Joshua Kurlantzick

Joshua Kurlantzick is fellow for South-East Asia at the Council on Foreign Relations.

Back to the Graft: Indonesia since Suharto

Joshua Kurlantzick, 3 March 2011

In the late 1990s it seemed quite possible that Indonesia was going to disintegrate, to become a South-East Asian version of Pakistan or Nigeria. The collapse of the long-lasting dictatorship of Suharto in 1998, together with the Asian financial crisis, battered Indonesia’s economy and released the cork that had kept contained religious, ethnic, class and other divisions in this very...

Playing the World for Fools: In Burma

Joshua Kurlantzick, 19 August 2010

The Rangoon headquarters of the National League for Democracy, Burma’s main opposition group and the party of Aung San Suu Kyi, isn’t very impressive. In front of the simple squat structure, a fading red sign tells visitors – and military intelligence, always lurking – where they are. Inside, men in their seventies and eighties, dressed in the traditional longyi...

Red v. Yellow: Thailand

Joshua Kurlantzick, 25 March 2010

In 2008, Thailand had more than 14 million visitors – neighbouring Cambodia had two million – and tourism was the country’s biggest source of foreign exchange. Sleepy islands like Koh Samui and Koh Chang are fishing for tourists where once they fished for sea bass; even the smallest Thai towns seem to have boutique hotels offering wi-fi and fancy coffee. Now, however, the number of tourists visiting Thailand is beginning to level out and even to drop, perhaps because they have noticed what many Western governments, focused on the situations in Pakistan, Iraq and North Korea, have ignored: Thailand, once known as one of the most stable democracies in Asia, is in political and economic crisis. The scale and speed of the meltdown have been staggering.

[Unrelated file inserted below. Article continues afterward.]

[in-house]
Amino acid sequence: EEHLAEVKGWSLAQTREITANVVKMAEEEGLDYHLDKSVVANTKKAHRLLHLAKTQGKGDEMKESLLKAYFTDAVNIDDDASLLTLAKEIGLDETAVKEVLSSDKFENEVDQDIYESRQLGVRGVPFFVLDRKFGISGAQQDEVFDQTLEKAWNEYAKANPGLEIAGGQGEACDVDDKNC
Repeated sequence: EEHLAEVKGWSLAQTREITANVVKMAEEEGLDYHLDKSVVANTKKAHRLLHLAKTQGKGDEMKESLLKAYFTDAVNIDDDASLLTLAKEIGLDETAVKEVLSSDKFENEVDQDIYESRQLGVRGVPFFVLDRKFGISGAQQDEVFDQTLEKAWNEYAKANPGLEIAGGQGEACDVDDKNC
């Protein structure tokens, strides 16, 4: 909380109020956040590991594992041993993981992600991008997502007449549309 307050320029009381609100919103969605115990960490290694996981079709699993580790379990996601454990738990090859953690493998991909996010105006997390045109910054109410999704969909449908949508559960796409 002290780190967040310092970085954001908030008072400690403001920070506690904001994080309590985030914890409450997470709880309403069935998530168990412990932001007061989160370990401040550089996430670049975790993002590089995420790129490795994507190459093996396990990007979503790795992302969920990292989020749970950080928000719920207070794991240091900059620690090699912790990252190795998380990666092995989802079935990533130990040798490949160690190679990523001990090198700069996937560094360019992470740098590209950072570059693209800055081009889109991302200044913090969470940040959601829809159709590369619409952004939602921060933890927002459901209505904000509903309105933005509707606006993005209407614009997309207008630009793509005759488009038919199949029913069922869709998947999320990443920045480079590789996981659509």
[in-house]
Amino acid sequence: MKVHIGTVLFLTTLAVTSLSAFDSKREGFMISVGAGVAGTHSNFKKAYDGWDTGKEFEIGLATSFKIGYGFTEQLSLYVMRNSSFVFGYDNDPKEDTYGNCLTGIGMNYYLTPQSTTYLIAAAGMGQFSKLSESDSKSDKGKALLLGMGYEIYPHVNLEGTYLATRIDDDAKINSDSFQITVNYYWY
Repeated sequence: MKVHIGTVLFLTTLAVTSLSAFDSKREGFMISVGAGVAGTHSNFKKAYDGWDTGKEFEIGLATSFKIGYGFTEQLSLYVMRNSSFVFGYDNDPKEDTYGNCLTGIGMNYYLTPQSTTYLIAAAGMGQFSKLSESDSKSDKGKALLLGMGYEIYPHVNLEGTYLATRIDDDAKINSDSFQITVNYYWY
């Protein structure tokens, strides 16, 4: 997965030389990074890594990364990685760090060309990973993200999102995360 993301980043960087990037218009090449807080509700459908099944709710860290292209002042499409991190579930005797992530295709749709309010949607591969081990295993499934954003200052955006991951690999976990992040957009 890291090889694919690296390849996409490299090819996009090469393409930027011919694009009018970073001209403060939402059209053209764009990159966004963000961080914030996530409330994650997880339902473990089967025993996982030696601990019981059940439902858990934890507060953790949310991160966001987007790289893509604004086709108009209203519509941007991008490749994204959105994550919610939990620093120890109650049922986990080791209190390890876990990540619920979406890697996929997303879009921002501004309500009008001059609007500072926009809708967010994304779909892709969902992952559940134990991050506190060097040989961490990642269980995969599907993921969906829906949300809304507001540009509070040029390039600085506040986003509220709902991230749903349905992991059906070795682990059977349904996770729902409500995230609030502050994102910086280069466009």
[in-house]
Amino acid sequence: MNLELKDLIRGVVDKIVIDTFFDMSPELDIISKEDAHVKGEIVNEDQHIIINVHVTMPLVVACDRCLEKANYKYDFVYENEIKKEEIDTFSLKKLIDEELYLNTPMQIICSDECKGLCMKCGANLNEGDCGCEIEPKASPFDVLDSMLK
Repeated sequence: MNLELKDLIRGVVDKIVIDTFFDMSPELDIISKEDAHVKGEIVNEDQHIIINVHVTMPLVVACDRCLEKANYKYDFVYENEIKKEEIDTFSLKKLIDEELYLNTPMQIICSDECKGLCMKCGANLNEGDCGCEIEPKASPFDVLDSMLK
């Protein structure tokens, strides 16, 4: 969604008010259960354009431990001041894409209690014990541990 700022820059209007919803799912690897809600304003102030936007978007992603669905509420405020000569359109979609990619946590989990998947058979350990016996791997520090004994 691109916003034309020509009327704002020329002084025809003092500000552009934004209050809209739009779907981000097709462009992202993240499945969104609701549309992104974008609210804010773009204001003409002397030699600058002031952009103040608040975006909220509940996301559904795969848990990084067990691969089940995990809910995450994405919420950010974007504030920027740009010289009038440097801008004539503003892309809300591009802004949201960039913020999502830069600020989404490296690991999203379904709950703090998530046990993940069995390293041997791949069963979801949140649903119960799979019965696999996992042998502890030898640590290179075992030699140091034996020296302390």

In Pol Pot Time: Cambodia

Joshua Kurlantzick, 6 August 2009

Cambodia, now 15 years removed from civil war, remains a shattered country. Poverty is on a par with many failed African states, there is widespread malnourishment, and at night packs of beggars, many maimed from the war, gather outside restaurants and bars to plead for small change. These things don’t happen in neighbouring Vietnam or Thailand.

Not that you’d ever know about the...

The riot started, last December, in the wake of a simple pay dispute at a small Chinese factory that manufactured cheap suitcases. Orders had been dropping, and the factory closed down without warning, leaving wages unpaid. The workers started to smash up the factory, and looked for managers to attack. The police arrived on the scene, and attempted to restrain the workers by locking them...

Read anywhere with the London Review of Books app, available now from the App Store for Apple devices, Google Play for Android devices and Amazon for your Kindle Fire.

Sign up to our newsletter

For highlights from the latest issue, our archive and the blog, as well as news, events and exclusive promotions.

Newsletter Preferences